2016-01-01

    Silkworm (Bombyx mori) is an important economic insect with a fat body that plays a crucial role in the storage and transfer of nutrients. It is also known that TiO2 nanoparticles (NPs) can improve feed efficiency and promote silk protein synthesis in the silkworm. In this study, we profiled gene expression in the silkworm fat body after TiO2 NP treatment, validated the major RNA-seq findings, and determined the contents of trehalose and triglyceride, the activity of lipase, and the amount of total proteins. RNA-seq analysis revealed that TiO2 NP treatment caused significant expression changes in 341 genes (P≤0.01), 138 of which were upregulated while the other 203 were downregulated. The expression levels of two target genes in the insulin signaling pathway and two protein metabolism-related target genes, three lipid metabolism-associated target genes, two carbohydrate metabolism related target genes and expression levels of seven heat shock protein genes were increased, and that of threonine dehydratase gene and fatty acid transport protein gene were decreased. The RNA-seq results of 16 genes were validated by quantitative real-time PCR. The lipase activity, content of trehalose, and amount of total proteins were elevated by 3.86-fold, 1.34-fold, and 1.21-fold, respectively, and the content of triglyceride was decreased by 0.94-fold after TiO2 NP treatment. These results indicated that TiO2 NPs activated the insulin signaling pathway, promoted the metabolism of protein, fat, and carbohydrate, and improved nutrition metabolism. Our study provides new support for the understanding of the beneficial effect of TiO2 NPs on silkworm nutrient metabolism. PMID:27185267

  18. Development of a rapid and efficient magnetic resonance imaging technique for analysis of body fat distribution.

    PubMed

    Barnard, M L; Schwieso, J E; Thomas, E L; Bell, J D; Saeed, N; Frost, G; Bloom, S R; Hajnal, J V

    1996-06-01

    Fast scan magnetic resonance imaging techniques for adipose tissue (AT) quantification were compared to a conventional T1-weighted spin-echo (SE) sequence (TR = 500 ms, TE = 20 ms), imaging a mid-abdominal slice. A rapid T1-weighted SE sequence (TR = 36 ms, TE = 14 ms) was optimal, with minimal distortion (field, motion, flow artefact). Tissue contrast was higher and visceral AT was clearly differentiated. Quantification of all AT compartments (total, subcutaneous, internal, visceral) showed close agreement with the T1-weighted SE sequence and reproducibility was high (coefficient of variation < 4.7%). For AT quantification in a whole subject, this fast technique allows each image to be acquired serially at the magnet isocenter, as the subject is moved through the scanner (serial isocenter scanning, SIS). This method provides minimal image distortion and allows rapid coverage of the whole body. PMID:9015802

  19. Development of a rapid and efficient magnetic resonance imaging technique for analysis of body fat distribution.

    PubMed

    Barnard, M L; Schwieso, J E; Thomas, E L; Bell, J D; Saeed, N; Frost, G; Bloom, S R; Hajnal, J V

    1996-06-01

    Fast scan magnetic resonance imaging techniques for adipose tissue (AT) quantification were compared to a conventional T1-weighted spin-echo (SE) sequence (TR = 500 ms, TE = 20 ms), imaging a mid-abdominal slice. A rapid T1-weighted SE sequence (TR = 36 ms, TE = 14 ms) was optimal, with minimal distortion (field, motion, flow artefact). Tissue contrast was higher and visceral AT was clearly differentiated. Quantification of all AT compartments (total, subcutaneous, internal, visceral) showed close agreement with the T1-weighted SE sequence and reproducibility was high (coefficient of variation < 4.7%). For AT quantification in a whole subject, this fast technique allows each image to be acquired serially at the magnet isocenter, as the subject is moved through the scanner (serial isocenter scanning, SIS). This method provides minimal image distortion and allows rapid coverage of the whole body.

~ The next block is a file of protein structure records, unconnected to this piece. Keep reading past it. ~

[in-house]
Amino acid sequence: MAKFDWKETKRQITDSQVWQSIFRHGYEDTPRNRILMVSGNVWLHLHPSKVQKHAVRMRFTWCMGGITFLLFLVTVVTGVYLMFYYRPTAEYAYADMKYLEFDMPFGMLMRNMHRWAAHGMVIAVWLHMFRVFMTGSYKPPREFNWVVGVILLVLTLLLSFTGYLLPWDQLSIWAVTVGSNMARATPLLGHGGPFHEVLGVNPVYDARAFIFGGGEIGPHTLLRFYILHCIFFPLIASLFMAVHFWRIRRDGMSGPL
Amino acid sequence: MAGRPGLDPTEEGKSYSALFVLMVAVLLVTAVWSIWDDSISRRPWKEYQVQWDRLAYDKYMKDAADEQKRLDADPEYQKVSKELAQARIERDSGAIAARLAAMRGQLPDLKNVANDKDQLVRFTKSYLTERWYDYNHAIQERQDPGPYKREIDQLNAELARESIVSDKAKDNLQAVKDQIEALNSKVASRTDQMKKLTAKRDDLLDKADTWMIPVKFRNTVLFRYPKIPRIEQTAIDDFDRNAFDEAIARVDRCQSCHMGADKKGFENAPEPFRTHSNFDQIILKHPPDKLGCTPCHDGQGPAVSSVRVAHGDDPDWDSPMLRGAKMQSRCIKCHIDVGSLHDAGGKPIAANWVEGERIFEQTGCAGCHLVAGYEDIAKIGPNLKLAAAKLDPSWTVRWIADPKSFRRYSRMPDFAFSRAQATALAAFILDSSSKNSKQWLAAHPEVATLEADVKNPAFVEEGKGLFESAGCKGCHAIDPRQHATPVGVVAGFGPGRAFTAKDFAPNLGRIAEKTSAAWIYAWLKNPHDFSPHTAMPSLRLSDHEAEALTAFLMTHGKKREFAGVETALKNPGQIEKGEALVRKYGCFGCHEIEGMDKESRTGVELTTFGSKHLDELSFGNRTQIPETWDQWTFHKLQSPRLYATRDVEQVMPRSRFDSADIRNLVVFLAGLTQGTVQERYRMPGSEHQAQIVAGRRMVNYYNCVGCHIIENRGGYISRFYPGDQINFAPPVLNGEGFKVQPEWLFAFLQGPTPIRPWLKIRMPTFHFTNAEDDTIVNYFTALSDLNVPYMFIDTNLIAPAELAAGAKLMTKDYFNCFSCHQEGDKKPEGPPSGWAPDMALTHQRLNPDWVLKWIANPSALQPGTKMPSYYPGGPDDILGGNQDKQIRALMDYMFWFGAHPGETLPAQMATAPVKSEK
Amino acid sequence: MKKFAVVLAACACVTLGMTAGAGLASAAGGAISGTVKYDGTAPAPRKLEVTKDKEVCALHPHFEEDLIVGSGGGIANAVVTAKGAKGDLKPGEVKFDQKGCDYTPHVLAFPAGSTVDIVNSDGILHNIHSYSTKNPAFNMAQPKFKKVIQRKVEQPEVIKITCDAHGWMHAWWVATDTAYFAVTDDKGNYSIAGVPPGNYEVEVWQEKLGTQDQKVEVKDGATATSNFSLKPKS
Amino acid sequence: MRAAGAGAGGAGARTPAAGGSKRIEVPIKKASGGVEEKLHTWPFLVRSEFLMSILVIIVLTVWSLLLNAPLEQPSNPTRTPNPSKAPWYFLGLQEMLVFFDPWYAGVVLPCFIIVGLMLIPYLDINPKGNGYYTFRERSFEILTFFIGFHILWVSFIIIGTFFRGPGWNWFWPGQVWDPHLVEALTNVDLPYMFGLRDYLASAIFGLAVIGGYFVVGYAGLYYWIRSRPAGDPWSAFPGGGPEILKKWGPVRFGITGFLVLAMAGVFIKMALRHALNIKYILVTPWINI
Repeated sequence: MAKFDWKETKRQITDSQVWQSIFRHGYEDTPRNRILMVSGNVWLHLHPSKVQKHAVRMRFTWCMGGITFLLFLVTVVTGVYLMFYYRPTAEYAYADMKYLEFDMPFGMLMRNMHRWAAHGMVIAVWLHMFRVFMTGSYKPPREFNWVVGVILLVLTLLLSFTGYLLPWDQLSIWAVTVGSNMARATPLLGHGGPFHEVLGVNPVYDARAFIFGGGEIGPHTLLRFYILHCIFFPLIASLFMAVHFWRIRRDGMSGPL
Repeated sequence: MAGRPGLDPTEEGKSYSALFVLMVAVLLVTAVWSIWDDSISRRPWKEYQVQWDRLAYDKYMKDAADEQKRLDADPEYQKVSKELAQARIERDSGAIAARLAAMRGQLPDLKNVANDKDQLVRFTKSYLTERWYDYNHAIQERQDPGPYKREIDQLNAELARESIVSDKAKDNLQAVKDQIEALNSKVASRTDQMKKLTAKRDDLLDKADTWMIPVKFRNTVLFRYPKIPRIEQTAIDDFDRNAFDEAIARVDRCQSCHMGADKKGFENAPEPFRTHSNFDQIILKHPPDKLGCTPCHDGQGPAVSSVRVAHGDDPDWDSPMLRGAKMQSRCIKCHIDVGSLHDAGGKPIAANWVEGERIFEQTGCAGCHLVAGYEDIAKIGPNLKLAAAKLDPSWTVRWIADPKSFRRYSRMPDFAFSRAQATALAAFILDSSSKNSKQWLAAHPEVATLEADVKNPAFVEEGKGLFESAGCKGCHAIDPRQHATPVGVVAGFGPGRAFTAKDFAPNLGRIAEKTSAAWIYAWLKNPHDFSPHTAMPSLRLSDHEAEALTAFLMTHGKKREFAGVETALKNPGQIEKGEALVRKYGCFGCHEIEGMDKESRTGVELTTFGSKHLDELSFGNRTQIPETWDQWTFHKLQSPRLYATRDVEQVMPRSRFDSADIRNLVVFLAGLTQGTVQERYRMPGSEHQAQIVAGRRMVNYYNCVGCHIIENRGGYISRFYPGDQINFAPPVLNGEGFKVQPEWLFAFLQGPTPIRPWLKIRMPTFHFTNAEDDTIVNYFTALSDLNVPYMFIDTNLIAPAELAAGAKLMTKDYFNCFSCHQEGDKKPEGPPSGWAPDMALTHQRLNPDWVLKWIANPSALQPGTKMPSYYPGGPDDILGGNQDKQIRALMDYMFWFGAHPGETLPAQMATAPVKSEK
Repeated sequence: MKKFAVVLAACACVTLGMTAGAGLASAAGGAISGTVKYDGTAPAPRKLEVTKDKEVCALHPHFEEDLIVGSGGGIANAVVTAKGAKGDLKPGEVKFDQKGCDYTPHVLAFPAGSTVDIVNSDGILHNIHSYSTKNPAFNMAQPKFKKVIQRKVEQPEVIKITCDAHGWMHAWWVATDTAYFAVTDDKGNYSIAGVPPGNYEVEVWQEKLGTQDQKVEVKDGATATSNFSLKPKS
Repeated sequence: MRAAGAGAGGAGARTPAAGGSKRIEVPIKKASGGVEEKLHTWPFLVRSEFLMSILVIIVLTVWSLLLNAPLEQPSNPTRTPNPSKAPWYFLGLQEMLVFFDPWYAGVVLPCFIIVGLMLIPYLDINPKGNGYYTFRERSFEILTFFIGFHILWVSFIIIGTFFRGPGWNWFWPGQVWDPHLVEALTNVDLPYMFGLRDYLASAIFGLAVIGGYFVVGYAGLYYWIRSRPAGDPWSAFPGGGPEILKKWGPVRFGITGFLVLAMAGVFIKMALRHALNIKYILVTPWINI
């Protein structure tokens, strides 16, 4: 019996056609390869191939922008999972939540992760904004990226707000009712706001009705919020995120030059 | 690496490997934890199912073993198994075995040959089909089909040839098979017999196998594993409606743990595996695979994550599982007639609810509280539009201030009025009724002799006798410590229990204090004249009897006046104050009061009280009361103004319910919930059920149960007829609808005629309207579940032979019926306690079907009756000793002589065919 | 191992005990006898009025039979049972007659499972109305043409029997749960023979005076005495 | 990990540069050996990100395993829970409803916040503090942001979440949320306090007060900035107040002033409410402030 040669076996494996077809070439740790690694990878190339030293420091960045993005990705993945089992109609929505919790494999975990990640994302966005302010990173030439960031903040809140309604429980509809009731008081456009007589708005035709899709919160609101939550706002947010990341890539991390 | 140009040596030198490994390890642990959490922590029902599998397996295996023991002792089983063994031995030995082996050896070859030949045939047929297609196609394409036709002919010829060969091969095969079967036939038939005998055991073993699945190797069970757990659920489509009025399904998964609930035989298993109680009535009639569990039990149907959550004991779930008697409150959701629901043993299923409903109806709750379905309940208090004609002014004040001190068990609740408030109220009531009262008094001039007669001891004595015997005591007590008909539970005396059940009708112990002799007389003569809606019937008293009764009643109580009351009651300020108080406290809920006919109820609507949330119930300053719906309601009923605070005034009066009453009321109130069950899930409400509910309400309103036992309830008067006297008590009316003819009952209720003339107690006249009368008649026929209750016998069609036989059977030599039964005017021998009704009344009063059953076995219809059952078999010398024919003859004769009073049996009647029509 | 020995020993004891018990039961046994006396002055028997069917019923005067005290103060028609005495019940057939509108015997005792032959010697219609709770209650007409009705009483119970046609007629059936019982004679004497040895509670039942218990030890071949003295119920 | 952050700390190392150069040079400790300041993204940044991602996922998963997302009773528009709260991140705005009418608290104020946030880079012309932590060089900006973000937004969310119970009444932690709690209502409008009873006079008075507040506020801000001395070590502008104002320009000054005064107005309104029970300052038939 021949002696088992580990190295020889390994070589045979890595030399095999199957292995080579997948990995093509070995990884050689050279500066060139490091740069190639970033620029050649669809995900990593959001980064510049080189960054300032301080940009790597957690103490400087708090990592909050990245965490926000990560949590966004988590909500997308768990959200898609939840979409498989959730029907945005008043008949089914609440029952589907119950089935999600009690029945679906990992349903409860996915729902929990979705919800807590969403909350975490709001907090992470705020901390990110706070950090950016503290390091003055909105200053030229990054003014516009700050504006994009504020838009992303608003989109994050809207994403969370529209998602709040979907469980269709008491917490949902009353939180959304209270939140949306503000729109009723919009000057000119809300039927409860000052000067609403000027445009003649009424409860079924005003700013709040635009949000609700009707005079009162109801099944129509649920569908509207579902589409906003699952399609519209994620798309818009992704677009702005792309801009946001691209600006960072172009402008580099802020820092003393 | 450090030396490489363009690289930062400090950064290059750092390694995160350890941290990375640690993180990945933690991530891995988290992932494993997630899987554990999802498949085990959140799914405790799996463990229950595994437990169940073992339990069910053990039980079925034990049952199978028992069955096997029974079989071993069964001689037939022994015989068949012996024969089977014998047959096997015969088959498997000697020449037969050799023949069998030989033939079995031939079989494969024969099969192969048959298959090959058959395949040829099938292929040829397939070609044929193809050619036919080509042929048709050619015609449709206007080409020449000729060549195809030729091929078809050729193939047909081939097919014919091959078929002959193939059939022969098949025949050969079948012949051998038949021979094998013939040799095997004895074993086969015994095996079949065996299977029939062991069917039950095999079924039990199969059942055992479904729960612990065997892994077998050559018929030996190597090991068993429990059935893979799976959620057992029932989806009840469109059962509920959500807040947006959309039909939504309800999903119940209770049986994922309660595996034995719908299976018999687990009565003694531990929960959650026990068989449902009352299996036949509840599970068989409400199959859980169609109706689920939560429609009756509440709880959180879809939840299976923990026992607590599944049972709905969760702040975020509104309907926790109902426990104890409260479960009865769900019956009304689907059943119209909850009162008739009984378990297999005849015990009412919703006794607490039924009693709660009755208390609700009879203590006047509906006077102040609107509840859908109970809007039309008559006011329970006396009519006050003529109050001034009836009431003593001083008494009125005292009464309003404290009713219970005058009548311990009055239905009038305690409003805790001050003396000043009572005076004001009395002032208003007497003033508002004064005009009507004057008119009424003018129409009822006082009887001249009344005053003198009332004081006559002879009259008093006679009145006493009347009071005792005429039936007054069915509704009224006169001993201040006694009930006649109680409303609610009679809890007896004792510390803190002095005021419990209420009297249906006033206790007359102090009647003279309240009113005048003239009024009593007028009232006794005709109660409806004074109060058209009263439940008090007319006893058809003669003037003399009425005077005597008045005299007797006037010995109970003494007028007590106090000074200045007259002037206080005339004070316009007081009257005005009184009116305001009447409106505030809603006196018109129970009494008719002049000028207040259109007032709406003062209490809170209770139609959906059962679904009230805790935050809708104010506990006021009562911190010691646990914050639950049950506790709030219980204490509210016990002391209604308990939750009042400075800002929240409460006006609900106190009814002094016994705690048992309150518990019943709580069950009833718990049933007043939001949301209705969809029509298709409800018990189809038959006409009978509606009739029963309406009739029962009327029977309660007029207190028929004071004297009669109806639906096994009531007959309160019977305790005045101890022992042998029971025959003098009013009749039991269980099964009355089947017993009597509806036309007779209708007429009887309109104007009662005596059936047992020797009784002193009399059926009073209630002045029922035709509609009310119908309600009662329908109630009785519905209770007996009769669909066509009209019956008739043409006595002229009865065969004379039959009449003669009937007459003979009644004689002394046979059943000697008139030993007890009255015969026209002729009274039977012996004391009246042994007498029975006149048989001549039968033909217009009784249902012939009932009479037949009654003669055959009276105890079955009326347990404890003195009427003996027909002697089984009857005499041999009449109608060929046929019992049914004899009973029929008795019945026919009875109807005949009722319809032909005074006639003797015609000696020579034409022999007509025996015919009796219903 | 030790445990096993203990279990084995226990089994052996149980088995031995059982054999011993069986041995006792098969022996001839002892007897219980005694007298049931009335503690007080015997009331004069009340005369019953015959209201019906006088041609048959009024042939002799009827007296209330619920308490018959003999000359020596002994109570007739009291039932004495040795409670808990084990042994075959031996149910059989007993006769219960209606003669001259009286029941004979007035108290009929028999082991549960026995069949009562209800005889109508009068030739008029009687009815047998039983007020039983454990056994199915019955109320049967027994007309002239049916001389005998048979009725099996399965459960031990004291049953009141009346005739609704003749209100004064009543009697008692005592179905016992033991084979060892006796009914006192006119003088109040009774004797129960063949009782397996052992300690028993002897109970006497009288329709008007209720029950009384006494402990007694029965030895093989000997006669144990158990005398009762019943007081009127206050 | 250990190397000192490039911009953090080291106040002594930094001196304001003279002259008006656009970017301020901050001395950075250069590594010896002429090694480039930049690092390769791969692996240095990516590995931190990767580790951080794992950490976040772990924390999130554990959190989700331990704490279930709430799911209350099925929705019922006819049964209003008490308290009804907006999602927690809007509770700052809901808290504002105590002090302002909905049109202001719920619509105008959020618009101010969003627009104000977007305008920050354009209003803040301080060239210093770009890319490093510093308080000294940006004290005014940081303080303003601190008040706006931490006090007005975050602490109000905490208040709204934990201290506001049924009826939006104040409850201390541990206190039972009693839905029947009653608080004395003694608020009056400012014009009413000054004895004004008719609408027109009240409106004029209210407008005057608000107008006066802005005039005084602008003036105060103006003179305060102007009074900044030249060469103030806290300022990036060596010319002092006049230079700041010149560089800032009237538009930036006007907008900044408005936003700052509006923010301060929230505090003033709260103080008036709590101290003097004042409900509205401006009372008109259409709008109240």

20. Constitutive activation of Drosophila CncC transcription factor reduces lipid formation in the fat body.

    PubMed

    Karim, M Rezaul; Taniguchi, Hiroaki; Kobayashi, Akira

    2015-08-01

    Accumulating evidence indicates that the vertebrate stress-response transcription factors Nrf1 and Nrf2 are involved in hepatic lipid metabolism. However, the underlying molecular mechanisms of Nrf1-and Nrf2-mediated lipid metabolism remain unclear. To elucidate the precise roles of Nrfs in this process, we analyzed the physiological role of CncC in lipid metabolism as a Drosophila model for vertebrate Nrf1 and Nrf2. We first examined whether CncC activity is repressed under physiological conditions through a species-conserved NHB1 (N-terminal homology box 1) domain, similar to that observed for Nrf1. Deletion of the NHB1 domain (CncCΔN) led to CncC-mediated rough-eye phenotypes and the induced expression of the CncC target gene gstD1 both in vivo and in vitro. Thus, we decided to explore how CncCΔN overexpression affects the formation of the fat body, which is the major lipid storage organ. Intriguingly, CncCΔN caused a significant reduction in lipid droplet size and triglyceride (TG) levels in the fat body compared to wild type. We found that CncCΔN induced a number of genes related to innate immunity that might have an effect on the regulation of cellular lipid storage. Our study provides new insights into the regulatory mechanism of CncC and its role in lipid homeostasis.

  1. A dual function for Deep orange in programmed autophagy in the Drosophila melanogaster fat body

    SciTech Connect

    Lindmo, Karine; Simonsen, Anne; Brech, Andreas; Finley, Kim; Rusten, Tor Erik; Stenmark, Harald . E-mail: stenmark@ulrik.uio.no

    2006-07-01